Essential Architecture- the North East

Philadelphia Museum of Art

architect

Horace Trumbauer, Zantzinger, Borie, and Medary

location

Philadelphia, PA;

date

1928

style

Classical Revival

construction

Stone

type

Museum
 
 
 
 
   
   
The Philadelphia Museum of Art, located at the west end of the Benjamin Franklin Parkway in Philadelphia's Fairmount Park, was established in 1876 in conjunction with the Centennial Exposition of the same year and is now among the largest and most important art museums in the United States. Originally the Pennsylvania Museum and School of Industrial Art, its founding was inspired by the South Kensington Museum (now the Victoria and Albert Museum) in London, which grew out of the Great Exhibition of 1851. It is known locally and colloquially as "The Art Museum." The museum opened its doors to the public on May 10, 1877. Construction of the current building began in 1919 on the former reservoir land of the decommisioned Fairmount Water Works. The first section was completed in the spring of 1928. The quasi-Greek Revival design was produced by Horace Trumbauer and the firm of Zantzinger, Borie and Medary.

For the better part of a century the McIlhenny family held an important relationship with the museum. Henry P. McIlhenny was involved for almost half a century, first as curator from 1939 - 1964, then as chairman of the board in 1976 til his death in 1986, when he left the bulk of his estate to the museum.

Reputation

Each year the Museum puts on 15 to 20 special exhibitions and is visited by 800,000 people. Some of the larger and most famous special exhibitions, which have attracted hundreds of thousands of people from every state and around the world, include shows featuring Paul Cézanne (in 1996, attracting 548,000) and Salvador Dalí (in 2005, attracting 370,000).

Widely regarded as a world-class art institution, the Philadelphia Museum of Art includes not only its iconic Main Building, but also the Rodin Museum (also on the Benjamin Franklin Parkway) and several other historic sites. The recently acquired Perelman Building (across the street from the Main Building) is projected to open in 2007 and will house for public display a few of the Museum's more popular collections.

In the 18th century, Philadelphia was one of the most important cities both before and after the American Revolution and was a center of style and culture.[1] The museum is particularly known for its important collections of Pennsylvania German art, 18th century and 19th century furniture and silver by early Philadelphia and Pennsylvania craftsmen, and works by prominent Philadelphia artist Thomas Eakins. The museum houses the most important Eakins collection in the world.

Relationship to Philadelphia

Statue of Rocky Balboa, with the museum in the background. Taken September 26, 2006.Besides its architecture and collections, the Philadelphia Museum of Art is well known for the role it played in a famous scene in the film Rocky, and also in four of its sequels, II, III, V and Rocky Balboa. Visitors to the museum can often be seen mimicking Rocky's famous run up the front steps, now known locally as the Rocky Steps.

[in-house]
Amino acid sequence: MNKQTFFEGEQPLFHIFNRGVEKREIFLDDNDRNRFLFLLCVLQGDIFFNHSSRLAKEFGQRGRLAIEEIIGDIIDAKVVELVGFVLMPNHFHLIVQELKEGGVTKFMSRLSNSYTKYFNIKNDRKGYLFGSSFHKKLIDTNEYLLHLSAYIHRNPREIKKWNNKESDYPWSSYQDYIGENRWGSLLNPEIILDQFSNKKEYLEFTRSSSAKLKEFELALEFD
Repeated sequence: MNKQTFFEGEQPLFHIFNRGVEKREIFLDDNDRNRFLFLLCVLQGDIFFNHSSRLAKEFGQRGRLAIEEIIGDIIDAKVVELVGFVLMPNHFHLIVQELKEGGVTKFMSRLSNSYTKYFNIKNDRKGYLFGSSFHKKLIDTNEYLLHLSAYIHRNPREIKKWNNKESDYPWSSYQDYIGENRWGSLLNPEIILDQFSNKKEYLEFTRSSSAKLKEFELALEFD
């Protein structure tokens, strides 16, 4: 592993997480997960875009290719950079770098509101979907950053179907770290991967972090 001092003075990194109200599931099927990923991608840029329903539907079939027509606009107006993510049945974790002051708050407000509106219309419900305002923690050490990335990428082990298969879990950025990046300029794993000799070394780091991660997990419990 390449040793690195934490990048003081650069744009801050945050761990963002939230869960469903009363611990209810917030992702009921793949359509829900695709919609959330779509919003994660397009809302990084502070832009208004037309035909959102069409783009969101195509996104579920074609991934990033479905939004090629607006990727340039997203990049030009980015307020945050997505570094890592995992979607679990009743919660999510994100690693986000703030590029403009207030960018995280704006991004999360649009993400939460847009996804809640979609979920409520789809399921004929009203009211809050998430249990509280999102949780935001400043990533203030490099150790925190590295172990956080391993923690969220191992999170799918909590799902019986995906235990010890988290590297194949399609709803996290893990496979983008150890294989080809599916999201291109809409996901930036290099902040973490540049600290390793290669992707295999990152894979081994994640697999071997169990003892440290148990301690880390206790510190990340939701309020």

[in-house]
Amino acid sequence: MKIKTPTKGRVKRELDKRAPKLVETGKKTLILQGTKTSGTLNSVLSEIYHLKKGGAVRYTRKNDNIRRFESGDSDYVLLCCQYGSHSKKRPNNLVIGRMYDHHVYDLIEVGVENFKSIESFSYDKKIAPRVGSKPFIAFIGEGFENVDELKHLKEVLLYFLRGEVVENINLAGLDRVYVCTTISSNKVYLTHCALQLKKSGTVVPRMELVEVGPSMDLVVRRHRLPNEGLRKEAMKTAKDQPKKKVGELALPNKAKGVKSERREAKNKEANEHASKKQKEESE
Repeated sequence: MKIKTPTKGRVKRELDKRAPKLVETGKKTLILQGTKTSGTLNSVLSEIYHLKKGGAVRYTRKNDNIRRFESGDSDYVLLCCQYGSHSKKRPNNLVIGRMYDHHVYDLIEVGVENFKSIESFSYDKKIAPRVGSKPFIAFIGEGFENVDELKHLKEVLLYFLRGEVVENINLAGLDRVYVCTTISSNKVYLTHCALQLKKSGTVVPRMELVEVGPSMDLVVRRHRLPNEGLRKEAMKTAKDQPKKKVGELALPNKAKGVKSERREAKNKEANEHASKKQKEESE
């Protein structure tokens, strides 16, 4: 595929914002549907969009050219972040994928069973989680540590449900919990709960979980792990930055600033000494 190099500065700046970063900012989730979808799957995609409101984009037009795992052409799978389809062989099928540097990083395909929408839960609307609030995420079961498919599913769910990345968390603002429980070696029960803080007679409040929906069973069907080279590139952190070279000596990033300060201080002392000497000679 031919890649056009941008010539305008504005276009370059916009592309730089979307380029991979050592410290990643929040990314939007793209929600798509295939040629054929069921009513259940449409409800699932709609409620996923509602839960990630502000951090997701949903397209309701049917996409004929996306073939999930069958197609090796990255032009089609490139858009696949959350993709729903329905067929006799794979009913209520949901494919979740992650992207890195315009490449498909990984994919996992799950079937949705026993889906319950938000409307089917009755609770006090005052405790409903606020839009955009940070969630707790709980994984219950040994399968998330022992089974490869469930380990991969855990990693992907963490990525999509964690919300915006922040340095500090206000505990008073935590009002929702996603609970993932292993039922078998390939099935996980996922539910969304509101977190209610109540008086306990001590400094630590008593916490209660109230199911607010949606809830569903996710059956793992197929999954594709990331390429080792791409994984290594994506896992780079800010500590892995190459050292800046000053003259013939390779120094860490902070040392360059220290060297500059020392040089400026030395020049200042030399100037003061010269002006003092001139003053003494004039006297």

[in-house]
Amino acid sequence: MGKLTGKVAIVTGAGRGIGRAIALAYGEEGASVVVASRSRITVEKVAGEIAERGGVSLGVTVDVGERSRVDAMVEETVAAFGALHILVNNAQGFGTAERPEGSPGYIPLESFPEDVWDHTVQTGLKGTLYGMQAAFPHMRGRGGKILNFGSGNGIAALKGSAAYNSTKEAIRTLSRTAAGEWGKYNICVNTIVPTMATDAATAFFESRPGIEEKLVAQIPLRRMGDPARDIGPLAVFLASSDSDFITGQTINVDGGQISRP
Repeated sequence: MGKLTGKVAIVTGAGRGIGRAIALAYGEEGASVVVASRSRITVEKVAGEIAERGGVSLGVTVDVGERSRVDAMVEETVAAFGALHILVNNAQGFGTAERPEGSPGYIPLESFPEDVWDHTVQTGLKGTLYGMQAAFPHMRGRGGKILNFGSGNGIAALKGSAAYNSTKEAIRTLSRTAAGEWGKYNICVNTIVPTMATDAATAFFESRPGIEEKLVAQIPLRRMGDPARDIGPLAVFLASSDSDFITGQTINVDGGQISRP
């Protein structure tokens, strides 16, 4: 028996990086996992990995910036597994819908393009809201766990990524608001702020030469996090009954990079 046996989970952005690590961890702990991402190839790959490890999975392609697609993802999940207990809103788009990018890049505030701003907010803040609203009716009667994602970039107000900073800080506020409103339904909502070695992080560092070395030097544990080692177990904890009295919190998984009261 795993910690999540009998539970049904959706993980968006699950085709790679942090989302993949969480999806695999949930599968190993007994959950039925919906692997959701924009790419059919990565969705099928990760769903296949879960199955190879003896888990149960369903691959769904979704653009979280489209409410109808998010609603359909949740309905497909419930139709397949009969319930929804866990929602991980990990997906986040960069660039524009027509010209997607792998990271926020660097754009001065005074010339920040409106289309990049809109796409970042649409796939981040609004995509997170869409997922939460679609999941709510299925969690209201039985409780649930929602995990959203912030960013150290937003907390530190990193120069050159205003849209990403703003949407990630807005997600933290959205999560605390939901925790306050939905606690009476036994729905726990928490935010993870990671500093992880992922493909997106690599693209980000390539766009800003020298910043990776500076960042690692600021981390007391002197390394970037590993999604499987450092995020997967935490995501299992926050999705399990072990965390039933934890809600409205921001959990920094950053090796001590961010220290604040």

A bronze statue of Rocky was briefly placed at the top of the steps for the filming of Rocky III. The statue was moved afterwards to the Wachovia Spectrum due to a furious debate over the meaning of "art". The statue was returned for the filming of Rocky V, and also appears at the top of the steps in the movies Philadelphia and Mannequin, but has since been removed. The statue was replaced with a simple set of footprints reading "Rocky." The statue was returned to the foot of the steps on September 8, 2006.[2]

Because of its location at the end of the Ben Franklin Parkway, the museum is the backdrop for many concerts and parades. On July 2, 2005, the steps of the museum played host to the Philadelphia venue of Live 8, where artists such as Dave Matthews Band, Linkin Park and Maroon 5 performed. The museum closed for Live 8, but reopened at regular hours the following day.

Gallery Expansion
Due to overwhelming popularity and overflowing collections, it was announced in October 2006 that Frank Gehry will be designing an expansion to the museum. The 80,000 square foot gallery will be built entirely underground beneath the Rocky Steps and will not alter any of the museum's existing Greek revival facade. Though the date for construction to begin has not been announced, the construction is projected to last a decade and cost $500 million. It will increase the museum's available display space by sixty percent and house mostly contemporary sculpture, Asian art, and special exhibitions[3].

links

 
www.essential-architecture.com